This past weekend, my son, Josiah, had basketball workouts. Josiah was not moving the way he normally moves on the basketball court. Immediately, my husband went into his ‘research mode.’ If my husband does not know the answer, he will look it up. He asked Josiah some questions about possible symptoms. They problem-solved together and then purchased insoles for Josiah’s shoes. Once he had the insoles, we bought him some new basketball shoes.
Guess what happened when Josiah used the new insoles and shoes in the next games? His feet did not hurt and he was executing his defense and offense with intentionality, free from pain. The conditions were created for us to explore a viable solution so Josiah could focus on his basketball game. Sometimes we do not remove the barriers – we try to work around the barriers. We do not have to work so hard if we deal with the barriers that take away from the fullness of every experience. We have to prepare to be the best version of ourselves.
“Tweaking your mindset starts with questioning notions about yourself and the world that may seem set in stone – and that might be working against what matters to you – and then making the active choice to turn yourself toward learning, experimentation, and growth.” -Susan David, Ph.D.
This experience brought me back to a quote by Dr. Susan David that I have been reflecting on for several months. She described how to allow your mindset to evolve through questioning concepts that a person believes are unchangeable. Sometimes the things we believe are unchangeable do not serve our evolution or current need to become the best version of ourselves. Josiah could have responded differently by communicating he was moving normal. He could have dealt with the pain and refused to make any changes. He could have said the shoes he had on at the workouts are his favorite shoes. Remember it the movie Like Mike (2002). The entire quote is at the top of this paragraph, but what I keep reflecting on is the latter part, “… and then making the active choice to turn yourself toward learning, experimentation, and growth.”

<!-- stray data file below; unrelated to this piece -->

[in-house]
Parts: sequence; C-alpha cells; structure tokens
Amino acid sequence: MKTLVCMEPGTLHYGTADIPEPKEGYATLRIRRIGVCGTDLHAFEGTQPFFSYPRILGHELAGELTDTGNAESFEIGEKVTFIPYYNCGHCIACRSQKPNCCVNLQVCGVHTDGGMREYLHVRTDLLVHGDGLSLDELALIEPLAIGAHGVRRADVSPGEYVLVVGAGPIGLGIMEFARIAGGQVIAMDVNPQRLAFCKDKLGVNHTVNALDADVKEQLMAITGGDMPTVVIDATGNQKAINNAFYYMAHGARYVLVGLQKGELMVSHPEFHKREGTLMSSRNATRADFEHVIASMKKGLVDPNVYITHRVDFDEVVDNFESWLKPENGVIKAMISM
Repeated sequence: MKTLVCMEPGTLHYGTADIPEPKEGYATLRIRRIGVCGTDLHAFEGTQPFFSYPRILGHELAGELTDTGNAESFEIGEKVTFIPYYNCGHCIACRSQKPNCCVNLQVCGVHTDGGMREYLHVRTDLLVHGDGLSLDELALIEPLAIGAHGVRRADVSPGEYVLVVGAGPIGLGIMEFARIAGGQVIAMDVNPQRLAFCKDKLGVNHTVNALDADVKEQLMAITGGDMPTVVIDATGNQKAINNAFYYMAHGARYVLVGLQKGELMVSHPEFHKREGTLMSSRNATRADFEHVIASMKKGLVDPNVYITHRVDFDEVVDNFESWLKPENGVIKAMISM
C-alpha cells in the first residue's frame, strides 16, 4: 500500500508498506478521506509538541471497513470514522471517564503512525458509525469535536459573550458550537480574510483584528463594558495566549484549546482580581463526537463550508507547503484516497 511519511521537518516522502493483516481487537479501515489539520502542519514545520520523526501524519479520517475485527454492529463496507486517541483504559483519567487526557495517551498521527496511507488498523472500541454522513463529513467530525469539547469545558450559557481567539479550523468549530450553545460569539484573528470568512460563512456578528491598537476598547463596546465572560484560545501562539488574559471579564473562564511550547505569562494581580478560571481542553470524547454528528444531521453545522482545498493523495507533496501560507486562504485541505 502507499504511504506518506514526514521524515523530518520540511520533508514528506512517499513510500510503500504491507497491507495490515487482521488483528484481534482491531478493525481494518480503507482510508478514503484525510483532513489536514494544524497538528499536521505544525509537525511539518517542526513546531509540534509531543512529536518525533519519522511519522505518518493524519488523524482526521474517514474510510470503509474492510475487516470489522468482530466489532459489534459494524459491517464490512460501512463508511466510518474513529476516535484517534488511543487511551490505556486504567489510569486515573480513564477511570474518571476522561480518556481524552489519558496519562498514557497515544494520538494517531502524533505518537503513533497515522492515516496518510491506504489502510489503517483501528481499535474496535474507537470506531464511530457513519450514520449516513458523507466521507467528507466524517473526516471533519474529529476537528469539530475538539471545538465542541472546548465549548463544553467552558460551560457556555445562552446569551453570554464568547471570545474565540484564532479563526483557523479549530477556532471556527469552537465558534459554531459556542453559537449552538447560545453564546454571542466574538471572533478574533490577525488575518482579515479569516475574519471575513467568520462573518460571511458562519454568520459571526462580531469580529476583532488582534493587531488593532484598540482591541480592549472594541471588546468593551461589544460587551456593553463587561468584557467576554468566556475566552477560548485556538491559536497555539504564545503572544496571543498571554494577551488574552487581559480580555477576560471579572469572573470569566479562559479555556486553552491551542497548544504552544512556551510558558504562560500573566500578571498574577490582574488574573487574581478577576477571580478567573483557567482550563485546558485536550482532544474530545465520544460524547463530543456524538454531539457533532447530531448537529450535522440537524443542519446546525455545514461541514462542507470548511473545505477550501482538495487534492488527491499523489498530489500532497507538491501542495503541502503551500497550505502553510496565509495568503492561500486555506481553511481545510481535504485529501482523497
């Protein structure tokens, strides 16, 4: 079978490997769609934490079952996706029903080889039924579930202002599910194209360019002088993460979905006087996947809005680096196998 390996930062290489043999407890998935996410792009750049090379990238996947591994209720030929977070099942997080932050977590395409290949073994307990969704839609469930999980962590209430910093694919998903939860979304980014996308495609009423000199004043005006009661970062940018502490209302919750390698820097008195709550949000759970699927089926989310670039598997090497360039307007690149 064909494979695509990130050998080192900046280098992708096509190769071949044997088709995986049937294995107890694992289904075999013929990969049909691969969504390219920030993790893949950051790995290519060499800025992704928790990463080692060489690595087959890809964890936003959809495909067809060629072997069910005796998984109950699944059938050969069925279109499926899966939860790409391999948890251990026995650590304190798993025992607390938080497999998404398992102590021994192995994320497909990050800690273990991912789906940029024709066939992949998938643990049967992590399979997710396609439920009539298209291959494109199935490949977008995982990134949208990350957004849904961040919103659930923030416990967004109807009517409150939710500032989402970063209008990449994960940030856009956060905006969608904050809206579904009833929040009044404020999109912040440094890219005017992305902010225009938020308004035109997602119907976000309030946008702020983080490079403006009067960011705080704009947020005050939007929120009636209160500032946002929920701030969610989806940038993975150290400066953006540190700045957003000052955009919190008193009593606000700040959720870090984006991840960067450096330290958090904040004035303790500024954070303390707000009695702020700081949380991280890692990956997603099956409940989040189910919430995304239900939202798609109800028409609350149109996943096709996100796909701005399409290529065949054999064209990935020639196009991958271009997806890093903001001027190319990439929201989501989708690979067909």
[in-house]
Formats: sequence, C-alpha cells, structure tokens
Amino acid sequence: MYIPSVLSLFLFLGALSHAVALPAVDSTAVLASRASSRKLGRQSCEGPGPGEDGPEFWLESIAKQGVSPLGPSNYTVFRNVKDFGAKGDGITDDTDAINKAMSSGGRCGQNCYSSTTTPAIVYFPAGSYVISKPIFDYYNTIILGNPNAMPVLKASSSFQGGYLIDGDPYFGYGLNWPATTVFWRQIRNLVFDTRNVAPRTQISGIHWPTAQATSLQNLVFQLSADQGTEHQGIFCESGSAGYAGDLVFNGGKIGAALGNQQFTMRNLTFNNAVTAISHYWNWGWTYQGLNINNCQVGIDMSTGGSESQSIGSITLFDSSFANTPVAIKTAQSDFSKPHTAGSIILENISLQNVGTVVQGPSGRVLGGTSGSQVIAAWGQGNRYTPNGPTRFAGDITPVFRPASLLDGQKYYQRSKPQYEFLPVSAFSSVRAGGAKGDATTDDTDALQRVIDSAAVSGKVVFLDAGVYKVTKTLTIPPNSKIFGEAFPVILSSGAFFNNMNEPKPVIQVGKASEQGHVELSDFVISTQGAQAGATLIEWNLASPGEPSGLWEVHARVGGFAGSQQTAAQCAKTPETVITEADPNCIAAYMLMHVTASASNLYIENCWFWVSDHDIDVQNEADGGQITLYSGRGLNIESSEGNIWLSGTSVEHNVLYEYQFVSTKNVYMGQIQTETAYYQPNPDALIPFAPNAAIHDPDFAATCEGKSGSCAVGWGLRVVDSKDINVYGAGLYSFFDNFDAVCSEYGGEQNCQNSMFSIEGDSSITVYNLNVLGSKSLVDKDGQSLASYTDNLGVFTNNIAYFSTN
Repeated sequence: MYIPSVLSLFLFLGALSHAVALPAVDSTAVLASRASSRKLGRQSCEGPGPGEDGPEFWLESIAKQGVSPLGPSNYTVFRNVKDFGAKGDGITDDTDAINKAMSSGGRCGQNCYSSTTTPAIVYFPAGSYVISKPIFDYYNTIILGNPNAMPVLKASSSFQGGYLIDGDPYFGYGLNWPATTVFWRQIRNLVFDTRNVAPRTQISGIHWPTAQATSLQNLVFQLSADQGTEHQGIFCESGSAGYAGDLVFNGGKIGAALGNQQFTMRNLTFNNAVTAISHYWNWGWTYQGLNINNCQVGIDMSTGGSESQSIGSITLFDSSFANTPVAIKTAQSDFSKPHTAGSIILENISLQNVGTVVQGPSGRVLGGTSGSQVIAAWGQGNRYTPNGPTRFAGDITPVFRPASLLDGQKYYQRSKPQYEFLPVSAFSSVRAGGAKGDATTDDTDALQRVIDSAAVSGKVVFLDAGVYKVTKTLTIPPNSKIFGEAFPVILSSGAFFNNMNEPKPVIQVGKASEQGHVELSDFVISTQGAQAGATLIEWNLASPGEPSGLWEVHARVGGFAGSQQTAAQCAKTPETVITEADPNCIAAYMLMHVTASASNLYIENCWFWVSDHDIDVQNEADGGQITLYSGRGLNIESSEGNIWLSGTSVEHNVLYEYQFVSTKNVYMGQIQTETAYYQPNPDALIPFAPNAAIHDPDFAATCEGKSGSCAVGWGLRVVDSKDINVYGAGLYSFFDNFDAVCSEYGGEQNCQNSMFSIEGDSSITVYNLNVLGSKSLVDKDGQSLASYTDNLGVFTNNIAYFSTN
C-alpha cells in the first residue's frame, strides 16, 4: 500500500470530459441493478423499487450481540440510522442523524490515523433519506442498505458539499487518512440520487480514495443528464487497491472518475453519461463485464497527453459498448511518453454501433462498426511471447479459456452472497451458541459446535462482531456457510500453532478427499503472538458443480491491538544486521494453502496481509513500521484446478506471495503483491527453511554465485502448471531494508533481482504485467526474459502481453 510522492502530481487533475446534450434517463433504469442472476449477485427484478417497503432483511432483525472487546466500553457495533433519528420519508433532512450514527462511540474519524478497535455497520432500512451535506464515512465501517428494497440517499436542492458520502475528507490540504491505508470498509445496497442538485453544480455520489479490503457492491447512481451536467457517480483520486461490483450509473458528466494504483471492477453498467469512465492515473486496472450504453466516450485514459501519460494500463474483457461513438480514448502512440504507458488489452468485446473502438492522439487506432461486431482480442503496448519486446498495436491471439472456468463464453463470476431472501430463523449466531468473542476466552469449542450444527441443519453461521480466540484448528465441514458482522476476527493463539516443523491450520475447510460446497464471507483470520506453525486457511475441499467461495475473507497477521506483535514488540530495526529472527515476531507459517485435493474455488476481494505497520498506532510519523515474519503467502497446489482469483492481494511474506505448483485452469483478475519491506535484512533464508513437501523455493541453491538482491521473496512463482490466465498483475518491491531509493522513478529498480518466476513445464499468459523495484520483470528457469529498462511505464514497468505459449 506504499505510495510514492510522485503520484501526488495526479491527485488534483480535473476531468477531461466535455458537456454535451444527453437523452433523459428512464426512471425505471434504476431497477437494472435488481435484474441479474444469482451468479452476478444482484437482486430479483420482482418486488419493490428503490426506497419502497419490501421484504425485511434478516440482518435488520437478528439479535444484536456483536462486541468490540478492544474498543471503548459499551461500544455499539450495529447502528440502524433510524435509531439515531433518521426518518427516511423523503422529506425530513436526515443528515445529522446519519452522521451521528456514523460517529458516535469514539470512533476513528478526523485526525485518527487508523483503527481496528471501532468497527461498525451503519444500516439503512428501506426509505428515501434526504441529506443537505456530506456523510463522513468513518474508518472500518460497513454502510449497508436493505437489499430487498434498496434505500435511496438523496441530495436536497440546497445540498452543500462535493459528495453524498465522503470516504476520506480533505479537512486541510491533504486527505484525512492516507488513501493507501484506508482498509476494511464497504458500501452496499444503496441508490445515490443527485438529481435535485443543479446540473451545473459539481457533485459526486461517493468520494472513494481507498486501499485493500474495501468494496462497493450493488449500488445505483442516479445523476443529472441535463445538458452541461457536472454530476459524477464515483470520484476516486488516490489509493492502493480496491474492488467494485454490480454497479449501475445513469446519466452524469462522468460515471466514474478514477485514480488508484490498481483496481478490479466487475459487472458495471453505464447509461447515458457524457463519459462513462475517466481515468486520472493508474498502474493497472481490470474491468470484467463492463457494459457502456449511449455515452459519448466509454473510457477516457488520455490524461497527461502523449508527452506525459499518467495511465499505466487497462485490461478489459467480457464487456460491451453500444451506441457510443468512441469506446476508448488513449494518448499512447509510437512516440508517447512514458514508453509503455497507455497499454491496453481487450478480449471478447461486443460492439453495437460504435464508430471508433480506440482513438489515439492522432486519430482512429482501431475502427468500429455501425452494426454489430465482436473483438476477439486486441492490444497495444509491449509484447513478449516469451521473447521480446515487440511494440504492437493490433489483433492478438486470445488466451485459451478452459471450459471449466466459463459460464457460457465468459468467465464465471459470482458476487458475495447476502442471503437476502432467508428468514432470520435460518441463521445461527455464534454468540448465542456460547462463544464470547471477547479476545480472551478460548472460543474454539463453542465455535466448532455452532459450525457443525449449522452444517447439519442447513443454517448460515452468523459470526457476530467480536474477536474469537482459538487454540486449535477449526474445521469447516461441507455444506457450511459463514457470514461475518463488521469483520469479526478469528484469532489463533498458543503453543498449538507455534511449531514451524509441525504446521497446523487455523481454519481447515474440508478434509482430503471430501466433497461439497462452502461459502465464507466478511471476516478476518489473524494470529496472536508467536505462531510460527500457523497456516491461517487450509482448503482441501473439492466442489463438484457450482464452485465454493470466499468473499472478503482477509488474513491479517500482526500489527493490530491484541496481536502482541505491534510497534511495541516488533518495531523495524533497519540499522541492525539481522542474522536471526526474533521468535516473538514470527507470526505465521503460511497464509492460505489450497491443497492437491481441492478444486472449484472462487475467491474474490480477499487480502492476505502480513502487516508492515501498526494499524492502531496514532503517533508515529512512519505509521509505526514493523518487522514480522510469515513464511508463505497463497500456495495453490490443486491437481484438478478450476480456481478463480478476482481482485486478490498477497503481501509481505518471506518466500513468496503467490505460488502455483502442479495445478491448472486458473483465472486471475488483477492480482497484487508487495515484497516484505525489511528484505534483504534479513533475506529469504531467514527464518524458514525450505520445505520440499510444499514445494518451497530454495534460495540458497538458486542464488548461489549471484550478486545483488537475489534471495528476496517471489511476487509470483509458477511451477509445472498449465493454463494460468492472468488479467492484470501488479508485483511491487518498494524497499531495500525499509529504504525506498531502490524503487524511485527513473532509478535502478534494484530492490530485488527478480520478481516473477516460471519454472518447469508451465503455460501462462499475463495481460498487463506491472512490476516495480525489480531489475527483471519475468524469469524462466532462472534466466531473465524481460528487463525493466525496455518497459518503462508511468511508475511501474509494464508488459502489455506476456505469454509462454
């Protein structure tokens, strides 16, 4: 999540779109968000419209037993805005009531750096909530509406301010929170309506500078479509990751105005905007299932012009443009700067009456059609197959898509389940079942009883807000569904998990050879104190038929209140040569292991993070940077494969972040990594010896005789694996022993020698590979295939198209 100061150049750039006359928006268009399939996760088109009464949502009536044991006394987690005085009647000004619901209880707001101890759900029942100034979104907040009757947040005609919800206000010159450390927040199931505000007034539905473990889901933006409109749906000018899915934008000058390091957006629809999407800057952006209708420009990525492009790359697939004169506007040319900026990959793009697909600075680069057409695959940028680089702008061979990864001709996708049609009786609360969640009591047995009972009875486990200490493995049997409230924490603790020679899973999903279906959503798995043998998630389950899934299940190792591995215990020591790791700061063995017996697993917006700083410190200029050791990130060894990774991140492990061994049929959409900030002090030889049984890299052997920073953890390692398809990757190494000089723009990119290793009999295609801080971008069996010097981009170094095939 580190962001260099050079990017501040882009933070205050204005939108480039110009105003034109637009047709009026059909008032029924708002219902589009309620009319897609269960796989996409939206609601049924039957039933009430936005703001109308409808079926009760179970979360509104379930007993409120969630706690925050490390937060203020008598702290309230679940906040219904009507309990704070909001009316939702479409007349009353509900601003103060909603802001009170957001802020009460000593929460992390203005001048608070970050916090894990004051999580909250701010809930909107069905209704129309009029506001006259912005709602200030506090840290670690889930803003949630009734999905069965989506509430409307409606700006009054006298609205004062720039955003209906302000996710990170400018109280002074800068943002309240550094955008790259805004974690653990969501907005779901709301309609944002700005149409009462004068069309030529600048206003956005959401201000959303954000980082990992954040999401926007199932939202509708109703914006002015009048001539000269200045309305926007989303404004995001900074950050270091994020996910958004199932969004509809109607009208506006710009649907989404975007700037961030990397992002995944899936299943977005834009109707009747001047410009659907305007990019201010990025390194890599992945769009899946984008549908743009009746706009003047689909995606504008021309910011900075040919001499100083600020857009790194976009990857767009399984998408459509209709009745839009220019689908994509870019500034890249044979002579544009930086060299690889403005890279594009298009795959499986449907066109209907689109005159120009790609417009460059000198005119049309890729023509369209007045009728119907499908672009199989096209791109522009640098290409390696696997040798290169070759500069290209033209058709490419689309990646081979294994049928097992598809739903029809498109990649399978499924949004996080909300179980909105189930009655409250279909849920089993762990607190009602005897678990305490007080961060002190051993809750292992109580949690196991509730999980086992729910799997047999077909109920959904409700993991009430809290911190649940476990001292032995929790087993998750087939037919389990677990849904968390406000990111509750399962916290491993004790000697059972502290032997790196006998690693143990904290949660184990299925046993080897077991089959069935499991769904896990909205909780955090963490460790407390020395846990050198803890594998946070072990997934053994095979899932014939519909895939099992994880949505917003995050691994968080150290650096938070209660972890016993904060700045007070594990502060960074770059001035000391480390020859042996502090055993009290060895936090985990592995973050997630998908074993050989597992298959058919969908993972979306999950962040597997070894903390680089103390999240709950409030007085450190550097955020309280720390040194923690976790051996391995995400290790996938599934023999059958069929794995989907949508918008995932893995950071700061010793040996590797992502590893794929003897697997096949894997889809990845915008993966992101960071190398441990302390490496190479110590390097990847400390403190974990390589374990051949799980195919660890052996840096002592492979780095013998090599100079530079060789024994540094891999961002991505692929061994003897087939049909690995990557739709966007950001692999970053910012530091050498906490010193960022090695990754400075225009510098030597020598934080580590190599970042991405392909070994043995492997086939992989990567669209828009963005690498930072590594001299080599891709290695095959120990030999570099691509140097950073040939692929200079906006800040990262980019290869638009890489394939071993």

How does learning, experimentation, and growth show up in my daily life?
Dr. David’s quote provides a quick reflective opportunity.
First, have I actively committed to turning towards being the best version of myself? What is my evidence?
Second, have I fully committed to being an active participant in my learning, experimentation, and growth? What is my evidence?
This does not mean perfection, this is commitment and engagement as it relates to my learning, experimentation, and growth. Remember all of us (Josiah, my husband, and I) were involved in the process to provide the resources for Josiah to have what he needed to be effective on the court.
How often do we create the conditions for collaboration, feedback, and experimentation? This applies to our personal relationships, collaborative networks, and student-teacher interactions.
How do we allow for experimentation with learning and growth? How am I comfortable to fail forward and make mistakes?
Third, how do I monitor my growth for personal, professional, and educational aspirations?
You can revise those points (personal, professional, and educational) depending on your goals or the target areas you may have established.
How do I establish conditions for myself at home, work, and/or school to be an active participant in my learning, experimentation, and growth? Consider a macro (larger) and a micro (smaller) goal.
Remember the only thing that is constant is change.
Call to Action: Please consider thinking about a macro and a micro goal to this question: How do I establish conditions for myself at home, work, and/or school to be an active participant in my learning, experimentation, and growth? Consider sharing in the comments below.